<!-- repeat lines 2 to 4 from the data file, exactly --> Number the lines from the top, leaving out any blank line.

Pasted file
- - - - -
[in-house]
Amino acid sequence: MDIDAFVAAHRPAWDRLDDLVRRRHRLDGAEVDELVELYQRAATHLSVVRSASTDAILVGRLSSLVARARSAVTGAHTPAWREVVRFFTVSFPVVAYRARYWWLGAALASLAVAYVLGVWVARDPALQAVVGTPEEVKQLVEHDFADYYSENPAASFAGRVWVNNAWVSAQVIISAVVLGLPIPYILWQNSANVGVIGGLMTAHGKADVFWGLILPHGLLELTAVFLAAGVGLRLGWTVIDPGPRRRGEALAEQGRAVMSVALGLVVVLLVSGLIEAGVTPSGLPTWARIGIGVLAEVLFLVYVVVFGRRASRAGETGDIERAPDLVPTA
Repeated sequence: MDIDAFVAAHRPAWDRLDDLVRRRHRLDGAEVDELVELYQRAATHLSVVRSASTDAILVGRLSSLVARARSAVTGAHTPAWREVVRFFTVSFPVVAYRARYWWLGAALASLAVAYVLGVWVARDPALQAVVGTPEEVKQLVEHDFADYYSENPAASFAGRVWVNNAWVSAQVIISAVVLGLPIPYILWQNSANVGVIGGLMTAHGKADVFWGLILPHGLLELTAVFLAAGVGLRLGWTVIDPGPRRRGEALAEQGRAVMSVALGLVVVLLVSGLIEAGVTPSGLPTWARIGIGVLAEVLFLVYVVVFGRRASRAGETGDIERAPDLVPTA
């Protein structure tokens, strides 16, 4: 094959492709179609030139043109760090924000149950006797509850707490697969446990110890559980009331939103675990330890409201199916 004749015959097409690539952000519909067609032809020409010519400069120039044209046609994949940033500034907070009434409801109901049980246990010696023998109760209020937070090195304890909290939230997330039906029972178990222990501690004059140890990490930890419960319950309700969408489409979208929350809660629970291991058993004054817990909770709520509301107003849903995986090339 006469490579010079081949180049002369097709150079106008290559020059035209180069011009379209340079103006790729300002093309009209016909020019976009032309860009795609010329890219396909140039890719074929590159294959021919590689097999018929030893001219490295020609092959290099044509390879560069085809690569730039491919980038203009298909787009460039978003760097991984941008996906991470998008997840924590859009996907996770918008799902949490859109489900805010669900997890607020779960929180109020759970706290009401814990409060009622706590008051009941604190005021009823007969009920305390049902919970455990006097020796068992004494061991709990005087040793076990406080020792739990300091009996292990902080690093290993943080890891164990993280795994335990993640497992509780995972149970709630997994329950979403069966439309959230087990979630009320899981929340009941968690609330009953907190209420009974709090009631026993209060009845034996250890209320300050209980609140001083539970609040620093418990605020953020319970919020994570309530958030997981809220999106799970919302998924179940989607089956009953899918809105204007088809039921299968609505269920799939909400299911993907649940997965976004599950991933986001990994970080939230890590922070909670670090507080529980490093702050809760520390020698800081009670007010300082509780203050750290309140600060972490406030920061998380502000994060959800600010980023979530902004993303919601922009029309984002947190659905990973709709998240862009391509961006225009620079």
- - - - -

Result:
Amino acid sequence: MDIDAFVAAHRPAWDRLDDLVRRRHRLDGAEVDELVELYQRAATHLSVVRSASTDAILVGRLSSLVARARSAVTGAHTPAWREVVRFFTVSFPVVAYRARYWWLGAALASLAVAYVLGVWVARDPALQAVVGTPEEVKQLVEHDFADYYSENPAASFAGRVWVNNAWVSAQVIISAVVLGLPIPYILWQNSANVGVIGGLMTAHGKADVFWGLILPHGLLELTAVFLAAGVGLRLGWTVIDPGPRRRGEALAEQGRAVMSVALGLVVVLLVSGLIEAGVTPSGLPTWARIGIGVLAEVLFLVYVVVFGRRASRAGETGDIERAPDLVPTA
Repeated sequence: MDIDAFVAAHRPAWDRLDDLVRRRHRLDGAEVDELVELYQRAATHLSVVRSASTDAILVGRLSSLVARARSAVTGAHTPAWREVVRFFTVSFPVVAYRARYWWLGAALASLAVAYVLGVWVARDPALQAVVGTPEEVKQLVEHDFADYYSENPAASFAGRVWVNNAWVSAQVIISAVVLGLPIPYILWQNSANVGVIGGLMTAHGKADVFWGLILPHGLLELTAVFLAAGVGLRLGWTVIDPGPRRRGEALAEQGRAVMSVALGLVVVLLVSGLIEAGVTPSGLPTWARIGIGVLAEVLFLVYVVVFGRRASRAGETGDIERAPDLVPTA
């Protein structure tokens, strides 16, 4: 094959492709179609030139043109760090924000149950006797509850707490697969446990110890559980009331939103675990330890409201199916 004749015959097409690539952000519909067609032809020409010519400069120039044209046609994949940033500034907070009434409801109901049980246990010696023998109760209020937070090195304890909290939230997330039906029972178990222990501690004059140890990490930890419960319950309700969408489409979208929350809660629970291991058993004054817990909770709520509301107003849903995986090339 006469490579010079081949180049002369097709150079106008290559020059035209180069011009379209340079103006790729300002093309009209016909020019976009032309860009795609010329890219396909140039890719074929590159294959021919590689097999018929030893001219490295020609092959290099044509390879560069085809690569730039491919980038203009298909787009460039978003760097991984941008996906991470998008997840924590859009996907996770918008799902949490859109489900805010669900997890607020779960929180109020759970706290009401814990409060009622706590008051009941604190005021009823007969009920305390049902919970455990006097020796068992004494061991709990005087040793076990406080020792739990300091009996292990902080690093290993943080890891164990993280795994335990993640497992509780995972149970709630997994329950979403069966439309959230087990979630009320899981929340009941968690609330009953907190209420009974709090009631026993209060009845034996250890209320300050209980609140001083539970609040620093418990605020953020319970919020994570309530958030997981809220999106799970919302998924179940989607089956009953899918809105204007088809039921299968609505269920799939909400299911993907649940997965976004599950991933986001990994970080939230890590922070909670670090507080529980490093702050809760520390020698800081009670007010300082509780203050750290309140600060972490406030920061998380502000994060959800600010980023979530902004993303919601922009029309984002947190659905990973709709998240862009391509961006225009620079």